We know an important part of branding is focusing on your target audience, without a clear understanding of the target audience, we cannot successfully drive value for them. With the rise of AI and the potential for more jobs being automated, the notion of Universal Basic Income (UBI) is becoming a potential reality. In fact, some 2020 US presidential candidates are running on UBI. UBI is money paid for being a citizen, coming from tax increases on some population segment (e.g. top 1%, companies). Some UBI proposals are as high as $1,000 a month for every citizen. Additionally data on people not continuing to work or spending money on libations and temptations has been debunked by MIT studies. It is also hypothesized that wages wouldn’t fall, rather increase, particularly for undesirable work. So, what could this mean? It is widely believed that UBI will boost the economy (maybe permanently) and increase consumer spending. With increased consumer income, how will consumer behavior change and what should brands consider?
Judging by the research from MIT, I hypothesize that UBI will have major effect on companies that differentiate on price. Retailers like Walmart may need to start driving more value into what it means to shop there, especially around their generic brand, Equate. Generics could be the hardest hit because while other brands promise the “product + a value”, generics typically only provide the product. As target audiences have more discretionary income, they may opt to purchase products that have additional value or promise. If that is the case, generic/commodity brands will need to decide how to address that gap and stay relevant to their target audiences.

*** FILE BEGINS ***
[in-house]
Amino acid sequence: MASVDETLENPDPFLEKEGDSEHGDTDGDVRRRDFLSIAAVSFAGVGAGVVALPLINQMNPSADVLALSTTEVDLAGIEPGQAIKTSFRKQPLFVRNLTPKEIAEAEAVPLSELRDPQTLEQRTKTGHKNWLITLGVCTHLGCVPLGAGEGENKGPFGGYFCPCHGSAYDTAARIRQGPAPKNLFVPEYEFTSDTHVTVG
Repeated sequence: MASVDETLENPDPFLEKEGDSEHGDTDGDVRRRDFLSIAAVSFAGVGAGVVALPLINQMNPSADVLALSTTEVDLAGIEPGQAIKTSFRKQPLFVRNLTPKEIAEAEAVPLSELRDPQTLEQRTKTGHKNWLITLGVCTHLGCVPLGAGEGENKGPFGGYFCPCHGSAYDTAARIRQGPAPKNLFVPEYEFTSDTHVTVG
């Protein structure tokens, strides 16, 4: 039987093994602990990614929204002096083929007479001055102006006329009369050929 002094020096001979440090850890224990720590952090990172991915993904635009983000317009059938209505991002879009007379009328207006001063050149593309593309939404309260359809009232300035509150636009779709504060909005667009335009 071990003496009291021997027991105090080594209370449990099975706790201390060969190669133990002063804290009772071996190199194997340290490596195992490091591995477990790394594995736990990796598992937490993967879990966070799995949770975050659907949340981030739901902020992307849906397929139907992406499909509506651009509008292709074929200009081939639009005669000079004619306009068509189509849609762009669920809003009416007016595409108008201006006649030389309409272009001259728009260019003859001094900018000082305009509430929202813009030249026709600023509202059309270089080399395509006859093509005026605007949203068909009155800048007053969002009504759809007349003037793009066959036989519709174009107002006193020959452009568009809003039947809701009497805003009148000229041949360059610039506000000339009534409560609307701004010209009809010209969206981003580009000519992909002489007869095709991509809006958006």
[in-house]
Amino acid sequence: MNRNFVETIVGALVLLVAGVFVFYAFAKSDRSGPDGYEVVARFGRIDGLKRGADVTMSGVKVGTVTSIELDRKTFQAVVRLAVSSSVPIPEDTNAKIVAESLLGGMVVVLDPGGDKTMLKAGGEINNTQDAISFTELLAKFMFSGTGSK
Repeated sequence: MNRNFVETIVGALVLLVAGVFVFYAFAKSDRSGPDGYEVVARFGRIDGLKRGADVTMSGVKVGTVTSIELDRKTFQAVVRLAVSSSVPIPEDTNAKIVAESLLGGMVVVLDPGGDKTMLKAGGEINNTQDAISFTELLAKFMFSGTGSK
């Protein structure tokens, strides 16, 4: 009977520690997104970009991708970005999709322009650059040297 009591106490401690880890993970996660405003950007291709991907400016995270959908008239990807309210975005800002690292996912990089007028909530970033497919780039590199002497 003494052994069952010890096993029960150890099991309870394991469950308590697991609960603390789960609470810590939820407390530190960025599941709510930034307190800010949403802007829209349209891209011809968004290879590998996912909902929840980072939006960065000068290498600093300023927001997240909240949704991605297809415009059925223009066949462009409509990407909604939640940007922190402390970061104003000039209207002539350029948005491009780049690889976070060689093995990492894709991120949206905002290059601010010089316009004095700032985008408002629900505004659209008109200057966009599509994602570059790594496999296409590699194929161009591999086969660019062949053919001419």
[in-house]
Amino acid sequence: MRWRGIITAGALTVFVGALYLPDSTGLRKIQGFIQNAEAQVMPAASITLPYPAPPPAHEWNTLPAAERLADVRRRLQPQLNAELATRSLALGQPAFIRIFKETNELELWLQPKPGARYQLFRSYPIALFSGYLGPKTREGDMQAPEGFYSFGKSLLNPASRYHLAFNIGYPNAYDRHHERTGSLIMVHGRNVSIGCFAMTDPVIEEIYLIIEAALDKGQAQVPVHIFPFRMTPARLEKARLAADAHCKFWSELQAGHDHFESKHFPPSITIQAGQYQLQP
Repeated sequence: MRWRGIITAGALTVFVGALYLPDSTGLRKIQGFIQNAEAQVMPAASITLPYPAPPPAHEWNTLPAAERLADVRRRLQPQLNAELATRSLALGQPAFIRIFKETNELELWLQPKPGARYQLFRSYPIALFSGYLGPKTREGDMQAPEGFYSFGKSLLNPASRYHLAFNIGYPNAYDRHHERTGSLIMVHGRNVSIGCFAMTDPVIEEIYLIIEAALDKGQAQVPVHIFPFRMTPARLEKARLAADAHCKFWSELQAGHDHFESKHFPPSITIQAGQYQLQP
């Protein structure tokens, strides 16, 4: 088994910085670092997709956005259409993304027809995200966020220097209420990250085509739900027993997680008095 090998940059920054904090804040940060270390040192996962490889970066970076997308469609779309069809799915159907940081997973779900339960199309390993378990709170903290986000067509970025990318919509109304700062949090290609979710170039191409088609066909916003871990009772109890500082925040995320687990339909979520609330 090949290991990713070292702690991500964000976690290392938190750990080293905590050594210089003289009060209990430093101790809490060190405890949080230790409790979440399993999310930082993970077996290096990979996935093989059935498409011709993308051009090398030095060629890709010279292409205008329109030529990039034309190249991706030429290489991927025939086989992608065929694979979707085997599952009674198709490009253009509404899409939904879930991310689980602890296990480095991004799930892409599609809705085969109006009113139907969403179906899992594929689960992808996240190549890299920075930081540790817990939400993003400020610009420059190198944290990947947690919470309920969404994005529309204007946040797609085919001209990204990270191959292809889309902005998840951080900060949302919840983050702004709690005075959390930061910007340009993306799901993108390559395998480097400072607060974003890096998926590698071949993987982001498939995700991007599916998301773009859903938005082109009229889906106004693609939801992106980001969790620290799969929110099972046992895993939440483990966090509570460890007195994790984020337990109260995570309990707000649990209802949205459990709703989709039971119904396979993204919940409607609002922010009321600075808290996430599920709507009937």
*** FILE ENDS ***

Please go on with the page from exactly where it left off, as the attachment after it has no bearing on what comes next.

Another sector that could be disrupted with UBI is ironically a sector driving AI: the shared economy. According to a PwC survey on the value proposition of the shared economy, 86% and 83% of consumers “respectfully agreed that the sharing companies make life more affordable and more convenient and efficient.” If cost becomes less of a factor for consumers, will the other portions of the shared-economy value proposition keep companies relevant or will ownership have a resurgence? As legislation over UBI becomes more of a reality, companies will have to figure out how to stay relevant to their target audiences.
Is this farfetched? Maybe. But, the State of Hawaii passed a bill to start the conversation on UBI. With service, hospitality, and transportation being huge portions of the Hawaiian economy, the islands can be particularly hurt by AI and automation. It will be interesting to see if human contact will be of value to future consumers. Similar to the natural/organic movement that many brands thrive on today, will audiences care or crave that human connection when it is gone or will they prefer the efficiencies of automation? To that answer, I can only speculate. Maybe the philanthropic sector will burst with UBI. I do know that with changing consumer behavior and expectations, brands need to consider how to stay relevant to their target audiences.
Do you have opinions or thoughts on UBI and AI? I would love to hear from you. Email me at firstname.lastname@example.org.